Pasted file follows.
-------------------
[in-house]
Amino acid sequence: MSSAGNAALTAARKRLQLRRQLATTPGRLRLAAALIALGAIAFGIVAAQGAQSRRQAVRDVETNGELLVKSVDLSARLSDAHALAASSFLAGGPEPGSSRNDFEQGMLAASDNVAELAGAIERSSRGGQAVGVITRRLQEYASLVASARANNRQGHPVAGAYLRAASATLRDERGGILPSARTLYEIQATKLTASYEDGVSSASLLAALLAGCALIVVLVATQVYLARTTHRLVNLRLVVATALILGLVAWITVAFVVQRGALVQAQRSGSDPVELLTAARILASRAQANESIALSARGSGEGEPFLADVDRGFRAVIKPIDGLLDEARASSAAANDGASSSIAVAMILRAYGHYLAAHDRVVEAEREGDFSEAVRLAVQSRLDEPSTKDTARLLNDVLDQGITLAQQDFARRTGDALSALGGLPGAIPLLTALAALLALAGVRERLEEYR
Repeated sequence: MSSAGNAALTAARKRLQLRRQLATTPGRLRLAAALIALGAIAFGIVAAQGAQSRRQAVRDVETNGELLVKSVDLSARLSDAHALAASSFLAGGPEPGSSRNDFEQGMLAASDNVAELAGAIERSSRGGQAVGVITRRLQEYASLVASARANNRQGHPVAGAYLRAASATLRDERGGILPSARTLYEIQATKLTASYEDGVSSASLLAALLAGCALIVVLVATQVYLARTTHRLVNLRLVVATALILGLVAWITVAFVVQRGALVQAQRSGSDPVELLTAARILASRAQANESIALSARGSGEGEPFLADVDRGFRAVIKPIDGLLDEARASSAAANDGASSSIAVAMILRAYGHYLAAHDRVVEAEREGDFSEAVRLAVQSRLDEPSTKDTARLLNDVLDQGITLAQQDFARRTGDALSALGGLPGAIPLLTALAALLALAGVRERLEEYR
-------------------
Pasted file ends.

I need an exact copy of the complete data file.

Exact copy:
[in-house]
Amino acid sequence: MSSAGNAALTAARKRLQLRRQLATTPGRLRLAAALIALGAIAFGIVAAQGAQSRRQAVRDVETNGELLVKSVDLSARLSDAHALAASSFLAGGPEPGSSRNDFEQGMLAASDNVAELAGAIERSSRGGQAVGVITRRLQEYASLVASARANNRQGHPVAGAYLRAASATLRDERGGILPSARTLYEIQATKLTASYEDGVSSASLLAALLAGCALIVVLVATQVYLARTTHRLVNLRLVVATALILGLVAWITVAFVVQRGALVQAQRSGSDPVELLTAARILASRAQANESIALSARGSGEGEPFLADVDRGFRAVIKPIDGLLDEARASSAAANDGASSSIAVAMILRAYGHYLAAHDRVVEAEREGDFSEAVRLAVQSRLDEPSTKDTARLLNDVLDQGITLAQQDFARRTGDALSALGGLPGAIPLLTALAALLALAGVRERLEEYR
Repeated sequence: MSSAGNAALTAARKRLQLRRQLATTPGRLRLAAALIALGAIAFGIVAAQGAQSRRQAVRDVETNGELLVKSVDLSARLSDAHALAASSFLAGGPEPGSSRNDFEQGMLAASDNVAELAGAIERSSRGGQAVGVITRRLQEYASLVASARANNRQGHPVAGAYLRAASATLRDERGGILPSARTLYEIQATKLTASYEDGVSSASLLAALLAGCALIVVLVATQVYLARTTHRLVNLRLVVATALILGLVAWITVAFVVQRGALVQAQRSGSDPVELLTAARILASRAQANESIALSARGSGEGEPFLADVDRGFRAVIKPIDGLLDEARASSAAANDGASSSIAVAMILRAYGHYLAAHDRVVEAEREGDFSEAVRLAVQSRLDEPSTKDTARLLNDVLDQGITLAQQDFARRTGDALSALGGLPGAIPLLTALAALLALAGVRERLEEYR